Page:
Wednesday, 30 December 2015

"Computer Behind Pixar": Teaching Computational Thinking for 3D Modeling and Representation

How do you teach a group of middle- or high-schoolers about computer graphics without setting them down in a computer lab or showing them code? How do you teach them about 3D geometry without writing down a single mathematical formula on the board? And how, without doing all these things, can you nevertheless equip them with the vocabulary and intuition to be able to discuss and understand concepts in computer graphics, geometry, and representation?
Pinart toy: what better way to explain height fields?

That was our goal, and our chosen plan of attack was to flood the senses: let our students touch and explore physical models, work through group activities, watch video clips, participate in class discussions, and see demos. We filled our classroom with 3D printed models of various materials, faceted animal shapes, wooded mannequins, pin art boards, crayons and fuzzy pipe cleaners. 
What do all these objects have in common?

These physical models serve as examples and applications of different representational choices, including voxel grids, meshes, and height fields. Having physical examples to point to and explore can launch a discussion of different representational (3D modeling) choices.

Splash 2015 @ MIT

On November 22, 2015, Hijung Valentina Shin, Adriana Shulz, and I taught a 2-hour high-school class as part of MIT's yearly Splash! program - a Fall weekend during which thousands of high-schoolers flood hundreds of MIT's classrooms to be taught anything and everything. 

In our Splash! classroom, we sought to ask and answer the following questions: How is an animated character created? How can we represent different types of 3D structures? What kind of modeling decisions are made for a special effects film? What techniques do anthropological reconstruction, 3D printing, and game design have in common?

Importantly, we believed that these questions could be answered on an intuitive level, with no mathematical prerequisites. What better way to motivate the study of the mathematical and computational sciences than to give students a faint whiff of the awesome things they would be able to accomplish and think about in greater depth if armed with the right tools?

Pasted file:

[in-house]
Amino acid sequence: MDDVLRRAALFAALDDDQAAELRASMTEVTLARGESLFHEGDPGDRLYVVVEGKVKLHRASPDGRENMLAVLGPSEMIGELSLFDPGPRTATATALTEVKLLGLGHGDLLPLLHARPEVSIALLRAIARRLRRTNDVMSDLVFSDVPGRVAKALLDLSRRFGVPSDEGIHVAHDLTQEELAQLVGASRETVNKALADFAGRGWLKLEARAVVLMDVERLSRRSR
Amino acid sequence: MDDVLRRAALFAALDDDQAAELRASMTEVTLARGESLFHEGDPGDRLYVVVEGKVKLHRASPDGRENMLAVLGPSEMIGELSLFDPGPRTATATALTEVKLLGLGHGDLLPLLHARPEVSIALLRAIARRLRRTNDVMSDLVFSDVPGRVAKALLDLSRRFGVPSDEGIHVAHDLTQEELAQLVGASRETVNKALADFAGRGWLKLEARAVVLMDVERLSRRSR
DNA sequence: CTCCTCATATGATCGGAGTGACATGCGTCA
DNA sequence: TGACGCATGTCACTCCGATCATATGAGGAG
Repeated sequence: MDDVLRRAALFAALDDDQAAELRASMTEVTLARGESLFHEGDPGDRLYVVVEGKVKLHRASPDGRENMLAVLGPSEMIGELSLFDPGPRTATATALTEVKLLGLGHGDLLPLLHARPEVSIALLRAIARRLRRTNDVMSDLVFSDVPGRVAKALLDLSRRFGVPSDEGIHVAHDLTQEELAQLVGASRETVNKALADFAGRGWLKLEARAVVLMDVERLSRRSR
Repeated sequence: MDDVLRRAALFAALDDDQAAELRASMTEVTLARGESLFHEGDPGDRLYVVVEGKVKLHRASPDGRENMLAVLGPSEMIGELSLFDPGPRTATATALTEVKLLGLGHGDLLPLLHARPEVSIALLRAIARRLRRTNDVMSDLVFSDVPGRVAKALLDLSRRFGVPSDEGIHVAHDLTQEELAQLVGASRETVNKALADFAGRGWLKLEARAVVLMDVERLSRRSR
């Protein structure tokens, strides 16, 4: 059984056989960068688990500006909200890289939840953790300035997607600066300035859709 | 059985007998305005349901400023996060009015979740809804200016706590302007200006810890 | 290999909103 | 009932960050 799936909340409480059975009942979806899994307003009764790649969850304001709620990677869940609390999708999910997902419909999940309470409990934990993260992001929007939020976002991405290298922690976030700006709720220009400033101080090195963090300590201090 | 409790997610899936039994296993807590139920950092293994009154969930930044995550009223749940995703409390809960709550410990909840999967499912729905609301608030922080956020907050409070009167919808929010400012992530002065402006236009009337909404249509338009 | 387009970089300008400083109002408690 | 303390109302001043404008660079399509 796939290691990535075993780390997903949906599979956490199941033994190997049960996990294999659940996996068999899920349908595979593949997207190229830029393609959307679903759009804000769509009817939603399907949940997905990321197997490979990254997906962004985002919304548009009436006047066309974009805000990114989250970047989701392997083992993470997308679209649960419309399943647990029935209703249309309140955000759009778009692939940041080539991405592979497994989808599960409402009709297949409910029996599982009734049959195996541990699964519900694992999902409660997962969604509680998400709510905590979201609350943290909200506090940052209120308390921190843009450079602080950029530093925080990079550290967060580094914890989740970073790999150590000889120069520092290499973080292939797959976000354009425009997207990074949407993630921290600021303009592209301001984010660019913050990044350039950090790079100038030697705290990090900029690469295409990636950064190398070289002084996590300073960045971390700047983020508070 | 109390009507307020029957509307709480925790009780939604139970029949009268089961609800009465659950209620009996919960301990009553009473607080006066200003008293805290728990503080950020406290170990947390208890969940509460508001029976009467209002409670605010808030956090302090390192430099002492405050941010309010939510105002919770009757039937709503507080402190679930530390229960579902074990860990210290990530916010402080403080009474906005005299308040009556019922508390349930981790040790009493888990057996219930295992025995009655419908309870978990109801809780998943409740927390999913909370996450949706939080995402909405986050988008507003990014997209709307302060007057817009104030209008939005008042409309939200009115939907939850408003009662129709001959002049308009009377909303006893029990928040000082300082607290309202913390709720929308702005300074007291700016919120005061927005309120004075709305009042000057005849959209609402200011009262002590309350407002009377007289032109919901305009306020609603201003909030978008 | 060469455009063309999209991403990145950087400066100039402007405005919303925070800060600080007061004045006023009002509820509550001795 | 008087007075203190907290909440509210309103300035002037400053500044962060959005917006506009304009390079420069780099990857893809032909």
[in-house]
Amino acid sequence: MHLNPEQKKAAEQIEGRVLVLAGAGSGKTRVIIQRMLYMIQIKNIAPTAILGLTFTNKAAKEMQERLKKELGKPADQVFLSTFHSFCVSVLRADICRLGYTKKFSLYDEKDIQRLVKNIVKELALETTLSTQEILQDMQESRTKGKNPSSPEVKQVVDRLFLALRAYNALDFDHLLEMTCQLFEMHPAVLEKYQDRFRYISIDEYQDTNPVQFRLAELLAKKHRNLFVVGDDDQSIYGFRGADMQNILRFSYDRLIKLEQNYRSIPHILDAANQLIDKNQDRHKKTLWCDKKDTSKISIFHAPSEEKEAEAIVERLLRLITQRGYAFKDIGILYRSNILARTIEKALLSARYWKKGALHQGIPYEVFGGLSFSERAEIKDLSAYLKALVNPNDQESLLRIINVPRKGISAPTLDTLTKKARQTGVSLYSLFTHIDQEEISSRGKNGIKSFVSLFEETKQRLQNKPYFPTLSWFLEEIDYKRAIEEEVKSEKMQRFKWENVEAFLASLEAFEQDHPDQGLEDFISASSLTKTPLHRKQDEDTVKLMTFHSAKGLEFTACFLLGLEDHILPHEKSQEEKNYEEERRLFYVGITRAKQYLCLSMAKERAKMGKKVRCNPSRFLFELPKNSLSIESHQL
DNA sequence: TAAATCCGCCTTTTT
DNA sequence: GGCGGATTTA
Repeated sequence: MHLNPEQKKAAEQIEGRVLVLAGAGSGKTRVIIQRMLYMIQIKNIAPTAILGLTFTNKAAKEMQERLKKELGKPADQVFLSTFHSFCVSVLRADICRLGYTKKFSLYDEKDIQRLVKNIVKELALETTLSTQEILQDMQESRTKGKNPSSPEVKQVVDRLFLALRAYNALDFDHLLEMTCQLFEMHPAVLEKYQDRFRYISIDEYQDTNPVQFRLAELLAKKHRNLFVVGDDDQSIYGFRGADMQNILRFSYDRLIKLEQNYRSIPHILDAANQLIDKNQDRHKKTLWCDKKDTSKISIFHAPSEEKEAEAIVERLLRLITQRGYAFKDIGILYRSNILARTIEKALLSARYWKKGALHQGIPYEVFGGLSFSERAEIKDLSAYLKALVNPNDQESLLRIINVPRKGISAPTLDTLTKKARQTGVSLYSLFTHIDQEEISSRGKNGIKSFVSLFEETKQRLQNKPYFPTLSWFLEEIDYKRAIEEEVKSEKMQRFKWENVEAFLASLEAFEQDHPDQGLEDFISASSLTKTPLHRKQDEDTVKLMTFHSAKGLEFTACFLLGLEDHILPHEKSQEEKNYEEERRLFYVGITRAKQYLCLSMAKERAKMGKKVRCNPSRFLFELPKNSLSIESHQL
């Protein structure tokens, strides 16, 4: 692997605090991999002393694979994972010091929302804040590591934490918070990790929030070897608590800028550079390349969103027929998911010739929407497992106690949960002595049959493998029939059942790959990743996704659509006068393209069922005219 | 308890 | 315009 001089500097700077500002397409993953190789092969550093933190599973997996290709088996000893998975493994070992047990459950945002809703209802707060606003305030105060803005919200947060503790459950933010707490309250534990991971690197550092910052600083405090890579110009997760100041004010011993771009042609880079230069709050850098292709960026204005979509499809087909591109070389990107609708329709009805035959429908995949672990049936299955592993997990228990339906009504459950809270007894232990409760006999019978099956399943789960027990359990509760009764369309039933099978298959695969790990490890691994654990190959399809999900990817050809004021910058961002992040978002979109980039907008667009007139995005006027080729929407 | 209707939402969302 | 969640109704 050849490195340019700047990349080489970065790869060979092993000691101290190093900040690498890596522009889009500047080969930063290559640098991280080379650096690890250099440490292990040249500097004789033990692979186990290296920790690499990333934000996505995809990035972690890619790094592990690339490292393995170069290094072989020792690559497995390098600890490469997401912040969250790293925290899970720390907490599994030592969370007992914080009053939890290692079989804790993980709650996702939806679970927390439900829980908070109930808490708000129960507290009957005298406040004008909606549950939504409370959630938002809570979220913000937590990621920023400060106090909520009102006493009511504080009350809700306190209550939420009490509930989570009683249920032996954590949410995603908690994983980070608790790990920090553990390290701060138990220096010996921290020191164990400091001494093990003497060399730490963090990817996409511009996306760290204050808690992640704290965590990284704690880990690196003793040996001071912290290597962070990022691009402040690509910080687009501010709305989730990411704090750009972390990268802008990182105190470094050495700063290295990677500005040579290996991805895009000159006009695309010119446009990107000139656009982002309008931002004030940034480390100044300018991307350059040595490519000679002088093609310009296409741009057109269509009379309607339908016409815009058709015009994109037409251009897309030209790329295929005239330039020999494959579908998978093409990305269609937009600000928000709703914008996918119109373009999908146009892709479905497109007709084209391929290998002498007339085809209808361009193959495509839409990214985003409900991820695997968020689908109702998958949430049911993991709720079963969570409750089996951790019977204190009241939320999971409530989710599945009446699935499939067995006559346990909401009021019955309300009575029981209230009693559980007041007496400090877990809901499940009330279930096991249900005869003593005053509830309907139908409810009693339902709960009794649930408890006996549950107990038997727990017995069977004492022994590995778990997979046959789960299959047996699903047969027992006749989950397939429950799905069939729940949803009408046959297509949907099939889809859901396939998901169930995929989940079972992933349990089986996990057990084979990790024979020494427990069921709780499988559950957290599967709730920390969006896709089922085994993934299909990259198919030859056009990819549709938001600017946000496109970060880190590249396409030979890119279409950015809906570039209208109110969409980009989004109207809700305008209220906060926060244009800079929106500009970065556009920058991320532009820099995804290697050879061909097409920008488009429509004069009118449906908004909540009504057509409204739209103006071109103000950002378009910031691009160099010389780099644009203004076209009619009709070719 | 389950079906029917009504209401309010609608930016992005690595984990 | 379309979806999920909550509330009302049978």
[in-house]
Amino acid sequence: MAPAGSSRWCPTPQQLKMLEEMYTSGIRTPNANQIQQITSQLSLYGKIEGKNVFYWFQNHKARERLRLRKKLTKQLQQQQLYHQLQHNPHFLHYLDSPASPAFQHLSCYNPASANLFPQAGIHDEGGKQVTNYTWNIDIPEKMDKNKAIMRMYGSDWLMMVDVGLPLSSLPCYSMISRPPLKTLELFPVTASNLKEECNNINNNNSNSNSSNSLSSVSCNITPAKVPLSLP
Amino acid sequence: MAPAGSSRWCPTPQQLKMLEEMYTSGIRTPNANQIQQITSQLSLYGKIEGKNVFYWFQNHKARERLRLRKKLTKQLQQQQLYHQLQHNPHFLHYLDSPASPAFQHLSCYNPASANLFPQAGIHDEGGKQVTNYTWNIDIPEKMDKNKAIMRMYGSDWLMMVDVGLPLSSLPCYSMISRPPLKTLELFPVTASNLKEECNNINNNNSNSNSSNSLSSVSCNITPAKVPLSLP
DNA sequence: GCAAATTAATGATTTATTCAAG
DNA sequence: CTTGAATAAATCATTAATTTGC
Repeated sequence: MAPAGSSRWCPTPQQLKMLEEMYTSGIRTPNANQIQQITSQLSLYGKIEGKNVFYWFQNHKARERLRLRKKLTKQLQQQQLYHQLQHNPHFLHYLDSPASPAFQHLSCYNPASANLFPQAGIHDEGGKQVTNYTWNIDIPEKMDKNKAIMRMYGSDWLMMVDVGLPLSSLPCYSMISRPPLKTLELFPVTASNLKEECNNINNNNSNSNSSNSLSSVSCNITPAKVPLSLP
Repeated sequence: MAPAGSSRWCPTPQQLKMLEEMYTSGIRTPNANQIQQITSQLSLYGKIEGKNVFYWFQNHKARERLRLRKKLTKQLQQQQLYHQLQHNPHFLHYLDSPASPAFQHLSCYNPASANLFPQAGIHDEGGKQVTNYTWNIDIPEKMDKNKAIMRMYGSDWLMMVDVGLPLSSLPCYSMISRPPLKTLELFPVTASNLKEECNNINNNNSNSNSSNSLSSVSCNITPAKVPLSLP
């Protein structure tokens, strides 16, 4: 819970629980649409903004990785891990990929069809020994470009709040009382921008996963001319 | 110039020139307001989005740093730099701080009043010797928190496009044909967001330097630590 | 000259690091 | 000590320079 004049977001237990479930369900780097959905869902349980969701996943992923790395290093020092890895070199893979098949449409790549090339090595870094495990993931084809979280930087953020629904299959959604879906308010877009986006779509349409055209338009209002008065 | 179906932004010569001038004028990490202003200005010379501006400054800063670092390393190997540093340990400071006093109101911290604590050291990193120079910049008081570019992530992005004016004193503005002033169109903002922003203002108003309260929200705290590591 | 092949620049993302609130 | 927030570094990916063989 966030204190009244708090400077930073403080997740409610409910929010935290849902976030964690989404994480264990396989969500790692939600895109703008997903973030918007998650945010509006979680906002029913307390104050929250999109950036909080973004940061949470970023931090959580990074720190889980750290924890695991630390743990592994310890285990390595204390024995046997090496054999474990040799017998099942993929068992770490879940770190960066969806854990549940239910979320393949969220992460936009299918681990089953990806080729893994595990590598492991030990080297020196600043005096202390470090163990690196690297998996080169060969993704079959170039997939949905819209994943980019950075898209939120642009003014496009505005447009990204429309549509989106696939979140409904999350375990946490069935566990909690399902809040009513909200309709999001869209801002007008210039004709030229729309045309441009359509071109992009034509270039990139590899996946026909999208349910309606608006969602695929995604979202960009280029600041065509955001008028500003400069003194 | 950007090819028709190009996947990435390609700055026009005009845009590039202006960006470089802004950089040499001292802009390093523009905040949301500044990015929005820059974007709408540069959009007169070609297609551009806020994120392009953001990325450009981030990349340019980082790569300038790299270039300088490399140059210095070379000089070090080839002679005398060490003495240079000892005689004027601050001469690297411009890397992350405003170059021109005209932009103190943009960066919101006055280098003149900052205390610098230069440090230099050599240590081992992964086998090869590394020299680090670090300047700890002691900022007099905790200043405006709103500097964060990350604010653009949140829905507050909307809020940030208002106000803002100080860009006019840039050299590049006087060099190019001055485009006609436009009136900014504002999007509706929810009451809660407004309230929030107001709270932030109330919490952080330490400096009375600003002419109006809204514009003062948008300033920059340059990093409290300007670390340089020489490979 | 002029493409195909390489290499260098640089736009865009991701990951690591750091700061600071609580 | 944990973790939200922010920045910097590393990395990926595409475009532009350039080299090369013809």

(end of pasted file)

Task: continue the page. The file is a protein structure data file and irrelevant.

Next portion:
Computational thinking to the rescue!

Here I will briefly outline the structure of our 2-hour class and the decisions made along the way, to provide possible inspiration for similar classroom activities and lessons. For the benefit of others, we have made all our slides available online.

Coding without coding

Target shape that one student described to the other using only
a set of provided primitives: colored squares, line segments, or
polygonal shapes.
Our ice-breaker activity first introduced the concepts of representational primitives and algorithmic decisions. Students split up into pairs, armed with grids and sketching utensils (colored crayons or pencils). One student was given a target shape, a set of primitives, and instructions. The goal was to supply one's partner with a sufficient and clear recipe to reproduce the target shape as accurately as possible. Some students could only specify one grid cell at a time with coordinates and a target color. Another set of instructions armed students with a ruler and the ability to specify starting and ending coordinates of line segments. A third group of students had polygonal shape rulers – e.g. triangles, squares, circles. Students could tell their partners to center a shape at specific coordinates.
Polygonal primitives
(ordered on Amazon)

Overall, we gave different student pairs different primitives:
  • pixels (colored squares)
  • line segments
  • polygonal shapes
We gave all students the same amount of time to complete this activity in pairs (15 minutes), after which students showed off their creations to their partners and other students in the class. These creations were hung around the classroom at the amusement of the students.

This gave us a great launching pad for discussion about the trade-offs between representational accuracy and algorithmic efficiency. We asked students: What did you find easy and hard? Were there parts of the shape that were well represented by your primitives? Could everything be represented by the primitives? What took you the longest? How many individual primitives did you end up using?